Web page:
1. Fermentation of Tea
The fermentation of tea refers to the enzymatic oxidation of tea leaves (ie, the oxidases present in the cell walls promote a series of oxidation of catechins after the cell wall breakdown), and form dark pigments such as theaflavins and thearubigins. This process is mostly performed in an environment where temperature and humidity can be controlled. Fermented tea can be classified into light-fermented tea, semi-fermented tea, fully-fermented tea and post-fermented tea. White tea and yellow tea belong to the light-fermented tea; oolong tea is semi-fermented tea; black tea is representative of the fully-fermented; pu-erh tea and dark tea belong to the post-fermented tea; while green tea, herbal and fruit tea are unfermented. The appearance, aroma and taste of tea will all be influenced by fermentation. Generally speaking, tea without fermentation present the green leaves, and will gradually turn to red as the fermentation process going, the longer it been fermented, deeper the color will be, so does the tea liquid. Thus, we can judge the degree of tea fermentation from color of tea liquid. On the other side, in terms of the aroma, unfermented tea usually has a vegetal fragrance; light-fermented tea will turn to a floral fragrance; and the deeper or fully fermented tea will turn to ripe fruit fragrance or sugar fragrance.
However, the effects of fermentation on tea not only show in its appearance and taste. It also has different degrees of influence on the content of internal substances in tea, such as caffeine.
2. Caffeine Content in Different Tea
Caffeine is a natural alkaloid found in everyday foods and beverages such as tea, coffee, cocoa, and chocolate. About 87% of the world’s people are consuming caffeinated products. Caffeine content accounts for 2% – 5% of dry substance in tea leaves , which is an important functional ingredient of tea.
Here are some data of caffeine content in different teas which are measured by experiment:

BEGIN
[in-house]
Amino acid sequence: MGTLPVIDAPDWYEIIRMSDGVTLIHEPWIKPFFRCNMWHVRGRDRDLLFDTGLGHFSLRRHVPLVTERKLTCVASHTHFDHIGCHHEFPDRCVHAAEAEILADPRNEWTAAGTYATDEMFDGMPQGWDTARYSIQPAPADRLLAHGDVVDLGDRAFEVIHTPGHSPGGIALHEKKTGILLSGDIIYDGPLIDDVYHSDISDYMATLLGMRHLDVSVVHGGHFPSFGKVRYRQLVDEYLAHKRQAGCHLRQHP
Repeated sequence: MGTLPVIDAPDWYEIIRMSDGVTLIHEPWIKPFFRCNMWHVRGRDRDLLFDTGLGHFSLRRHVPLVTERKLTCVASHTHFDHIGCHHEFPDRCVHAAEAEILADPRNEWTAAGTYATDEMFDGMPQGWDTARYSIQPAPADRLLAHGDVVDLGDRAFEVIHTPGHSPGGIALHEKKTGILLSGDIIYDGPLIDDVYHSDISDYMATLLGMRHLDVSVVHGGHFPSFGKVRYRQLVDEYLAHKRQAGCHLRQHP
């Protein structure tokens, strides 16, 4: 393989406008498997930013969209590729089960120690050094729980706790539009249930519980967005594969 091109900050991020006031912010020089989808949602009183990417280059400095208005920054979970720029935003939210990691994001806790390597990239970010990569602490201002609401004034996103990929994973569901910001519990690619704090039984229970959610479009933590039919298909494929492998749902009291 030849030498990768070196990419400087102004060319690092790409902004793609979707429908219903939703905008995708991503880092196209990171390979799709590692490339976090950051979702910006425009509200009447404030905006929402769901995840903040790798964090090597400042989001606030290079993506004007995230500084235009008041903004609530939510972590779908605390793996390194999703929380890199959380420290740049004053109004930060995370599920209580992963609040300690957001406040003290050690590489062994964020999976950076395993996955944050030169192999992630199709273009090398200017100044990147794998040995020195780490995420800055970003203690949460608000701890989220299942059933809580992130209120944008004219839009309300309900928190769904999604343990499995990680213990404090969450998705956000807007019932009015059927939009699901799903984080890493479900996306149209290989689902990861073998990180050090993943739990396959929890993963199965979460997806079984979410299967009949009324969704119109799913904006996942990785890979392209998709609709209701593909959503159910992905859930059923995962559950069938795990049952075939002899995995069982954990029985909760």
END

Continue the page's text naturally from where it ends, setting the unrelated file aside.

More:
PS: The experiments applied HPLC (High Performance Liquid Chromatography) method. The test target is a dry powder made of 20g tea in a ratio of 1:10 of liquid to material, then use 20mg/ml tea powder to make up 15ml of solution.
Data Sources：Journal of Yunnan Agriculture University, 2015, 30 (2):288 – 233.
According to these data, it’s not hard to find out that the unfermented green tea, light-fermented yellow and white tea contain less caffeine, while the black tea and pu’erh tea, which were fully-fermented or experience a longer fermentation period contains higher caffeine. That is to say, the fermentation process does have effects on the caffeine content in tea to some extent.
Of course, the amount of caffeine in tea does not depend entirely on the degree of fermentation. Different origins, species, even different part of a tea leaf all have little differences. For example, tea buds have more caffeine than leaves. Of course, our brewing way will also affect the intake of caffeine — the longer we brew a tea the more caffeine it will contain. To learn more about caffeine tea, you can also refer Tea and Caffeine Content
Although fermented tea contains more caffeine, but it has benefit to our stomach, and also a positive effect on lowering lipid, blood pressure, blood sugar and so on. The main reason is that during the fermentation process, a lot of transformations of chemical substances have taken place in tea, so that tea properties have gradually became milder and have less irritation to the stomach. Unfermented tea, on the other hand, preserve more natural substances of tea, such as green tea, that have anti-inflammatory, antiseptic, anti-aging and other effects. However, without fermentation process, the content of tea polyphenols in unfermented tea is much higher than that of fermented teas, so they will have more irritating properties and may stimulate our intestines and stomach.
In a word, although tea contains caffeine, the amount is far less than that of coffee. So no matter fermented tea or unfermented tea, they all have good efficiency to our body. We need to choose drink our tea according to our own needs and physical condition. Some caffeine-free herbal and fruits tea is also a good choice if our body cannot accept caffeine.
 JURA Y H, TOWNSEND M K, CURHAN G C, et al. Caffeine intake, and the risk of stress, urgency and mixed urinary incontinence [J]. Journal of Urology, 2011, 185 (5):1775-1778.
 Zhao Hui, Du Xiao. Research Progress of Low Caffeine Tea [J]. Journal of China Agricultural University, 2008, 27 (4): 564-568
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